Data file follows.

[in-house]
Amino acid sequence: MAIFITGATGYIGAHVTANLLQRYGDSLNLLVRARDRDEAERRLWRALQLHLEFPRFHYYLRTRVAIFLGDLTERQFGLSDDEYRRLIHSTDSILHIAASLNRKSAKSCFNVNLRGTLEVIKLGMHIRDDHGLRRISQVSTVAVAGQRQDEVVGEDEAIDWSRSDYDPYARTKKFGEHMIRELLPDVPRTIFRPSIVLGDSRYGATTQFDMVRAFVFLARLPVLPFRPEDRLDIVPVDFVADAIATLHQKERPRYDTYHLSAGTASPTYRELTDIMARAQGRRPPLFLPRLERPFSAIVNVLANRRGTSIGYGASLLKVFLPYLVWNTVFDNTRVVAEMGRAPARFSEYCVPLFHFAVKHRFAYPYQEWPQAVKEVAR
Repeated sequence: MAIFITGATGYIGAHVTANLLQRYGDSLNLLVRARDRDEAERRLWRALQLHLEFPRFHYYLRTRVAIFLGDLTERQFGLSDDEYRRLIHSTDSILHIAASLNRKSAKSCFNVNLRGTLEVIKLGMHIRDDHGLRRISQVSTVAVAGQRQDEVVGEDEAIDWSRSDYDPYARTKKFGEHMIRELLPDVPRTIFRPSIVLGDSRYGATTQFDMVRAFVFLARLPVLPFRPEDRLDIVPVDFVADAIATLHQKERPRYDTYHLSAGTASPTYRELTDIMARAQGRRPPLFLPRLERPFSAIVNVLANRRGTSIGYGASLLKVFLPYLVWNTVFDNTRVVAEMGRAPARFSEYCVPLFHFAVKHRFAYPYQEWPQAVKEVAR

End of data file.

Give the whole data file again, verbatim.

[in-house]
Amino acid sequence: MAIFITGATGYIGAHVTANLLQRYGDSLNLLVRARDRDEAERRLWRALQLHLEFPRFHYYLRTRVAIFLGDLTERQFGLSDDEYRRLIHSTDSILHIAASLNRKSAKSCFNVNLRGTLEVIKLGMHIRDDHGLRRISQVSTVAVAGQRQDEVVGEDEAIDWSRSDYDPYARTKKFGEHMIRELLPDVPRTIFRPSIVLGDSRYGATTQFDMVRAFVFLARLPVLPFRPEDRLDIVPVDFVADAIATLHQKERPRYDTYHLSAGTASPTYRELTDIMARAQGRRPPLFLPRLERPFSAIVNVLANRRGTSIGYGASLLKVFLPYLVWNTVFDNTRVVAEMGRAPARFSEYCVPLFHFAVKHRFAYPYQEWPQAVKEVAR
Repeated sequence: MAIFITGATGYIGAHVTANLLQRYGDSLNLLVRARDRDEAERRLWRALQLHLEFPRFHYYLRTRVAIFLGDLTERQFGLSDDEYRRLIHSTDSILHIAASLNRKSAKSCFNVNLRGTLEVIKLGMHIRDDHGLRRISQVSTVAVAGQRQDEVVGEDEAIDWSRSDYDPYARTKKFGEHMIRELLPDVPRTIFRPSIVLGDSRYGATTQFDMVRAFVFLARLPVLPFRPEDRLDIVPVDFVADAIATLHQKERPRYDTYHLSAGTASPTYRELTDIMARAQGRRPPLFLPRLERPFSAIVNVLANRRGTSIGYGASLLKVFLPYLVWNTVFDNTRVVAEMGRAPARFSEYCVPLFHFAVKHRFAYPYQEWPQAVKEVAR